Mayan Toledano Wants To Get Into Your Bedroom

By
Photography Mayan Toledano

Published January 29, 2020

The photographer Mayan Toledano has always loved bedrooms. From a young age, she saw them as a space for self-discovery, the first opportunity to communicate to anyone who enters who she was and who she wanted to become. Her fascination with how people articulate self-expression has only sharpened since she began experimenting with photography—an interest that recently grabbed the attention of Google. In partnership with LENS, Google developed the Creator Labs, an incubator project that seeks to promote artists whose work emphasizes individuals and narratives not typically represented in mainstream media. The filmmaker Andrew Thomas Huang, along with the photographers MaryV Benoit and Quil Lemons, have each constructed their own unique collections of work, exclusively using the camera on Google’s Pixel phone. Toledano’s series, “No Mamés,” centers on several LGBTQ+ creatives living in Mexico City, blending the subjects’ own forms of self-expression with flairs of fantasy. The portraits are all set primarily in the bedroom, a space that, according to her, brings balance to the relationship between the subject and the photographer. Below, Toledano tells us about her love for Pedro Almodóvar, the responsibility she feels to uplift her community, and what it is about bedrooms she finds so captivating.

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“I like my work to be collaborative and to relay who the other person is and not just what I see them as. To me, it’s not just about finding an interesting subject, it’s about connecting with someone and translating who they are through my photos as well. When you shoot someone in a studio, it’s me and all my equipment, and it can be very intimidating. But when I come into someone’s personal space, they are letting me in—we are in the same position. I really like that leveling and that equality in how I create the work. I did that a lot through the phone, where I asked the subjects to take a selfie, because I really wanted to see how people see themselves. The work is always collaborative, the personal space is obviously just part of it. It’s about telling the story and being equal with them in that vulnerable, private space.”

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“As a queer person and a queer artist, I want to highlight and tell stories of my community. I think having a tool and having something to talk about and having publications or even the gallery space that Google gave us, that comes with a responsibility, always. Since I started taking photos, I always had some sort of consciousness to bring out a story that I feel is lacking in the media. It’s something that I’m passionate about, always exploring and sharing.”

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“I see film as the highest form of art. My favorite films are usually Almodóvar—I really like Pain and Glory and All About My Mother. It’s nice to see a filmmaker that I really admire—how he sees women, and queer people, and trans people… How everything about that is always inserted in his films, but then it’s also his personal life and his own struggling. It’s a little window into his mind and feelings, which if you know his work, connects with everything else that he does.”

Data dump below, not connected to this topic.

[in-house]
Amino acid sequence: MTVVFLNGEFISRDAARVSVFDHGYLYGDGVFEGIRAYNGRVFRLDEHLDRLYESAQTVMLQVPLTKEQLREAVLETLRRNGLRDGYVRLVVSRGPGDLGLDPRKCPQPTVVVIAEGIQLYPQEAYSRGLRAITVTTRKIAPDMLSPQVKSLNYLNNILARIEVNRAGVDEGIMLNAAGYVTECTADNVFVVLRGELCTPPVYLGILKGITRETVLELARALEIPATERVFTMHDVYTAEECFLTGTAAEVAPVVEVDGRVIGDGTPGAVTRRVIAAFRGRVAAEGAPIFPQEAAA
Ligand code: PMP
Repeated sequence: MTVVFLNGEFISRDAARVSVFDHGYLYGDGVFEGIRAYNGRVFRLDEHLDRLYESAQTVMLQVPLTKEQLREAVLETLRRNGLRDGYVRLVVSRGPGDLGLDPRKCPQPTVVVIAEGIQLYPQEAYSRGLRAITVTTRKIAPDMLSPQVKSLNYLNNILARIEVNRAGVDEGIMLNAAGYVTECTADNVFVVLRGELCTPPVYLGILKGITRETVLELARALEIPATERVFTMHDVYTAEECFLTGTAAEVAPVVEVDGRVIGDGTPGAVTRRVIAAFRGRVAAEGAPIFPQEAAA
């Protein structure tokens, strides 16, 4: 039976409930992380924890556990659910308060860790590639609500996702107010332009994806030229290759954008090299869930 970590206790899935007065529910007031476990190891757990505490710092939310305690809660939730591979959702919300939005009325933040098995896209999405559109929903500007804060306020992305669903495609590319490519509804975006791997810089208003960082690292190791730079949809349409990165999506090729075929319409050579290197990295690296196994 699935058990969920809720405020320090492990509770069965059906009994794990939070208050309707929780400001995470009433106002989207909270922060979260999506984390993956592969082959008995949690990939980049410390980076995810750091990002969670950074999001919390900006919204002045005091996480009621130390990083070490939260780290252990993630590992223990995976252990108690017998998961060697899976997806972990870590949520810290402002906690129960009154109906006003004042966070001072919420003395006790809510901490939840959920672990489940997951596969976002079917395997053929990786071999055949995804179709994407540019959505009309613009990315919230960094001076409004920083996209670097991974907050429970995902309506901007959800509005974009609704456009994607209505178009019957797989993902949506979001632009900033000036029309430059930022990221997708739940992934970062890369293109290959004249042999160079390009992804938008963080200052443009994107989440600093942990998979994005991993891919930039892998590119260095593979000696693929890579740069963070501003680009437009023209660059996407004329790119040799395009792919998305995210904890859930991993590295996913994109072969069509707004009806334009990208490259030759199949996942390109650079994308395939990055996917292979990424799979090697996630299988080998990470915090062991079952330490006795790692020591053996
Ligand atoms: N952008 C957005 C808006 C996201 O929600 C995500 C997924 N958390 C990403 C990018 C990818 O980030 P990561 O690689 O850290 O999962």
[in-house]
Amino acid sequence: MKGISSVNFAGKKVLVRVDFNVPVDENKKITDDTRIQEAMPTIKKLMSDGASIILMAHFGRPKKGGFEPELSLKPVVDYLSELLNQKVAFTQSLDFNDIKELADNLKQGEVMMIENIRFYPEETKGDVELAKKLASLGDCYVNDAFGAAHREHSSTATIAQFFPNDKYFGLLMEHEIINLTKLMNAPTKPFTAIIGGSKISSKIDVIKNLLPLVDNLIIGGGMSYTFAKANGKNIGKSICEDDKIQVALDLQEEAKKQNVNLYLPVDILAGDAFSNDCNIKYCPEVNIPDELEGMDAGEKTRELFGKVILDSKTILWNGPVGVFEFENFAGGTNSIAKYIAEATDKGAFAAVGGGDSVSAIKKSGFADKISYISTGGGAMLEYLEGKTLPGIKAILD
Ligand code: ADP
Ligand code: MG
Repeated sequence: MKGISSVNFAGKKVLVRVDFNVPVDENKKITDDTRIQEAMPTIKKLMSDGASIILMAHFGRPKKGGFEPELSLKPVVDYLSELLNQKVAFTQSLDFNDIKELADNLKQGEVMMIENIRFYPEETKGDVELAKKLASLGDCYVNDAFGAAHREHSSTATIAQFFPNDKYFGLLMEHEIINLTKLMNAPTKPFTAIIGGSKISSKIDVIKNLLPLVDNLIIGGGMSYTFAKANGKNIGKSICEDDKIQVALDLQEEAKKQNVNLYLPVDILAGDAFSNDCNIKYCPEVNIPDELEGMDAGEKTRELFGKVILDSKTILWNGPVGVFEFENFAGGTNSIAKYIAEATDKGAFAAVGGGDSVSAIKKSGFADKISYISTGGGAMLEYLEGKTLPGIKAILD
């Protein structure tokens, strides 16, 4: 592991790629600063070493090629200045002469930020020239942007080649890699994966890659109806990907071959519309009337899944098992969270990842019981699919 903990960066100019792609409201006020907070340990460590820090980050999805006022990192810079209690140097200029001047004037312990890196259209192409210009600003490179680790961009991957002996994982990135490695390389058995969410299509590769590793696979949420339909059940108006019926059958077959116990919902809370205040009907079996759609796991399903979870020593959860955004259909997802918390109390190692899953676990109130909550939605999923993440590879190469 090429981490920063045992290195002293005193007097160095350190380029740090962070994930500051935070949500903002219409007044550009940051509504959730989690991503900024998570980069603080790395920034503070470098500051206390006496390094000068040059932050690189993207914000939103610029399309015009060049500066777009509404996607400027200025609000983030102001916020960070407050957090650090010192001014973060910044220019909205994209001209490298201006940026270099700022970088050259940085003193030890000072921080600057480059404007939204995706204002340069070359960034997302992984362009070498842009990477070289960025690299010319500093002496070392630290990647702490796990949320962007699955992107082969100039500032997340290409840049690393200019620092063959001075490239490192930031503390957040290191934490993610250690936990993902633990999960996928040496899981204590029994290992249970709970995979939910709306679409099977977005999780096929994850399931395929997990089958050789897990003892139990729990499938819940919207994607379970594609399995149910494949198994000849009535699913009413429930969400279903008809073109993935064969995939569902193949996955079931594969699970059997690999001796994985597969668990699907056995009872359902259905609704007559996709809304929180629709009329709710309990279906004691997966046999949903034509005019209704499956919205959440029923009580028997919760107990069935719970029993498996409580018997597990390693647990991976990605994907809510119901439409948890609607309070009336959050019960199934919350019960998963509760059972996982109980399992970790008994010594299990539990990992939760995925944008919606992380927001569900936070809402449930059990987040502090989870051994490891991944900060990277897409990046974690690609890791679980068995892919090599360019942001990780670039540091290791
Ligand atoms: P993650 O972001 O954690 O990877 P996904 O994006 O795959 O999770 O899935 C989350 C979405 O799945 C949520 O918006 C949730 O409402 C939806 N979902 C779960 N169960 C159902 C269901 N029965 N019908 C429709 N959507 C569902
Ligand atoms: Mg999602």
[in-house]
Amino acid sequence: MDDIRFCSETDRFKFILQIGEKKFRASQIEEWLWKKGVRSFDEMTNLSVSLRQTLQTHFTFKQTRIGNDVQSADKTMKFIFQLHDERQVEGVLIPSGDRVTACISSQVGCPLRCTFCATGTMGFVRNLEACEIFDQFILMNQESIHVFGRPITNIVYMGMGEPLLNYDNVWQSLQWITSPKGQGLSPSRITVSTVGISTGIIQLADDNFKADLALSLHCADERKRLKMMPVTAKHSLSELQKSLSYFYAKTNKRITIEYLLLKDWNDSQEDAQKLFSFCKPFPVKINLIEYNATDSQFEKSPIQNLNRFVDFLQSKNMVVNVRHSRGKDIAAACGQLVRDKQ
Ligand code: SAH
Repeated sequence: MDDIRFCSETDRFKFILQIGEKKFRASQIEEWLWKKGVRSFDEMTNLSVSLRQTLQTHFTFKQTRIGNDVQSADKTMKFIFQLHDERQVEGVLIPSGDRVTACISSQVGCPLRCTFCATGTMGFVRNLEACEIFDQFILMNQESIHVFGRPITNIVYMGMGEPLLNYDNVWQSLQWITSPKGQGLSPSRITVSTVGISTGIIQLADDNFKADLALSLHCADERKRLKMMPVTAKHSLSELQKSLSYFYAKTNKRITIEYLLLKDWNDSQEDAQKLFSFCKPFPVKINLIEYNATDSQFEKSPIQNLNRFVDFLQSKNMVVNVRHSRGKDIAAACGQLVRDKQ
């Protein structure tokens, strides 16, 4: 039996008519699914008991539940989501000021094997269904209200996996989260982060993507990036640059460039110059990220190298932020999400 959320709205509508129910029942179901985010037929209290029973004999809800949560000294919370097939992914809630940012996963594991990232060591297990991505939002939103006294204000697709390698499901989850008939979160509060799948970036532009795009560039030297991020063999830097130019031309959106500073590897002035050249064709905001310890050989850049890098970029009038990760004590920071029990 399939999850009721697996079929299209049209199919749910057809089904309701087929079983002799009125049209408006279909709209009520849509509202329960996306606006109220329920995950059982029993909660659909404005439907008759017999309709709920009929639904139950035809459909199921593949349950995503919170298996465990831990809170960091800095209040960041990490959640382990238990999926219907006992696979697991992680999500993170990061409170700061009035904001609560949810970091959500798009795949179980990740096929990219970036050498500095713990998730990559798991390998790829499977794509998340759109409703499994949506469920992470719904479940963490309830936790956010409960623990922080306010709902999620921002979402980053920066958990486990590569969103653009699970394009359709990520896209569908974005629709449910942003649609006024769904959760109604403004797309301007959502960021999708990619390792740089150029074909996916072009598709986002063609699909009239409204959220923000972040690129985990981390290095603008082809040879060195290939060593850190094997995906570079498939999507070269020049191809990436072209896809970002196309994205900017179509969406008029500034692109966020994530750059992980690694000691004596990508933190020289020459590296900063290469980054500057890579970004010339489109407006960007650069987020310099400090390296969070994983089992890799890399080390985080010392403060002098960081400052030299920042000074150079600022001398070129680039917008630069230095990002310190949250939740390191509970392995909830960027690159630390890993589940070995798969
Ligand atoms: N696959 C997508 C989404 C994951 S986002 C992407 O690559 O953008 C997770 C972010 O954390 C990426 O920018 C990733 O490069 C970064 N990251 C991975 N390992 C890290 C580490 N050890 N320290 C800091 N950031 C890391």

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“I went to fashion school, and the reason I got into photos was because I started questioning a lot in class why we are taught to do things the same way. Images were repeating themselves, designs were repeating themselves, all the mannequins in the classroom were a size six or four. I kept raising my hand and asking why, and it wasn’t really accepted. I didn’t want to sit there and be frustrated, and I realized I needed another creative outlet. So I started photographing, and the first fashion shoot I did for school was all 70- and 80-year-olds. They were all women from Harlem going to church on Sundays. I went and visited the churches for a year and I made this mini-book. I see style in culture, and I wanted to explain something else that has a strength and roots and a sense of community in it, and not just a visual tool. When I finished school and went out into the world, I had to fight for casting. I had to ask the question or else it wouldn’t happen.”

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“Mexico City is the place that became a creative home for me in the past three years. There’s something actually beautiful about how family-like it is, and how supportive it is within the queer community in the arts scene. You go to public spaces, like parks or salsa clubs or bars, and there’s just the most amazing diversity everywhere—it goes across age, gender, sexual identity, race, anything. It feels very safe for a lot of people. I only started going there three years ago, and I’ve gone back six times since. It’s really a special place. The same way I came to New York and it felt like home right away, when I went to Mexico City I felt at home right away too.”

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“I’ve always wanted to shoot Justin Bieber. I find him and the fandom around him the last remainder of what a celebrity used to be. He came from the internet, but the way his fans respond to him is very Beatles-like. One of my first projects was portraits of Beliebers. I did find it really interesting, the admiration and how much space he takes in their lives—and it’s not in a jokey way. For a lot of them, it was something really deep.”

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“I think the only way to really solve hate or injustice is empathy and compassion. Once you understand another person, why would you continue hating or discriminating against them?”